of hominy grits, butter softening 
in a white bowl to be creamed with white 
sugar, butter disappearing into 
whipped sweet potatoes, with pineapple, 
butter melted and curdy to pour 
over pancakes, butter licked off the plate 
with warm Alaga syrup. When I picture 
the good old days I am grinning greasy 
with my brother, having watched the tiger 
chase his tail and turn to butter. We are 
Mumbo and Jumbo’s children despite   
historical revision, despite 
our parent’s efforts, glowing from the inside 
out, one hundred megawatts of butter.


Thursday, September 22, 2016

to the sea by Aracelis Girmay

to the sea

You who cannot hear or cannot know
the terrible intricacies of our species, our minds,
the extent to which we have done
what we have done, & yet the depth to which
we have loved
what we have
loved —

the hillside
at dawn, dark eyes
outlined with the dark
sentences of  kohl,
the fūl we shared
beneath the lime tree at the general’s house
after visiting Goitom in prison for trying to leave
the country (the first time),
the apricot color of camels racing
on the floor of  the world
as the fires blazed in celebration of  Independence.

How dare I move into the dark space of  your body
carrying my dreams, without an invitation, my dreams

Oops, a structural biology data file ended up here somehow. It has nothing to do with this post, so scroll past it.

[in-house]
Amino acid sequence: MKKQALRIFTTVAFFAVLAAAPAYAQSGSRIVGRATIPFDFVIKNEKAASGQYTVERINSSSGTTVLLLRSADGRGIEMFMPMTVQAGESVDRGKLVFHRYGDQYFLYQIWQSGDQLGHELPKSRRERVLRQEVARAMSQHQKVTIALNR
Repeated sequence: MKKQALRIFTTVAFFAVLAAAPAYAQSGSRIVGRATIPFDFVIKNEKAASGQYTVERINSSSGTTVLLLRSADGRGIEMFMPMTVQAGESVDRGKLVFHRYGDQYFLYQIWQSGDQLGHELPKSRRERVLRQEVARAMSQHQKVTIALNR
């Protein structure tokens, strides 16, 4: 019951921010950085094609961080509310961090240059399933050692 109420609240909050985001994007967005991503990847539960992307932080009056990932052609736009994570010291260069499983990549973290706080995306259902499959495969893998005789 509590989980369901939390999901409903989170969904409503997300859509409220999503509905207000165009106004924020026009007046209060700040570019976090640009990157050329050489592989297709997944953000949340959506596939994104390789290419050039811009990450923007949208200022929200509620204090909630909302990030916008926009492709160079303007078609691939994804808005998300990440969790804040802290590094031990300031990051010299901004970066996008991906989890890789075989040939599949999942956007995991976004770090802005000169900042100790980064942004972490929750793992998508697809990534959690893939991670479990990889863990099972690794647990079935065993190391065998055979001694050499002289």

wandering in ellipses, pet goats or chickens
devouring your yard & shirts.

Sea, my oblivious afterworld,
grant us entry, please, when we knock,
but do not keep us there, deliver
our flowers & himbasha bread.
Though we can’t imagine, now, what
our dead might need,
& above all can’t imagine it is over
& that they are, in fact, askless, are
needless, in fact, still hold somewhere
the smell of coffee smoking
in the house, please,
the memory of joy
fluttering like a curtain in an open window
somewhere inside the brain’s secret luster
where a woman, hands red with henna,
beats the carpet clean with the stick of a broom
& the children, in the distance, choose stones
for the competition of stones, & the summer
wears a crown of  beles in her green hair & the tigadelti’s
white teeth & the beautiful bones of Massawa,
the gaping eyes & mouths of its arches
worn clean by the sea, your breath & your salt.
                      Please, you,
being water too,
find a way into the air & then
the river & the spring
so that your waters can wash the elders,
with the medicine of the dreaming of their children,
cold & clean.


Wednesday, September 21, 2016

Myth by Muriel Rukeyser


Long afterward, Oedipus, old and blinded, walked the 
roads.      He smelled a familiar smell.        It was 
the Sphinx.      Oedipus said, "I want to ask one question. 
Why didn't I recognize my mother?"      "You gave the 
wrong answer," said the Sphinx.     "But that was what 
made everything possible," said Oedipus.      "No," she said. 
"When I asked, What walks on four legs in the morning, 
two at noon, and three in the evening, you answered, 
Man.      You didn't say anything about woman." 
"When you say Man," said Oedipus, "you include women 
too.      Everyone knows that."       She said, "That's what 
you think."


Ghazal, After Ferguson by Yusef Komunyakaa

Ghazal, After Ferguson

Somebody go & ask Biggie to orate
what's going down in the streets.

No, an attitude is not a suicide note
written on walls around the streets.

Twitter stays lockstep in the frontal lobe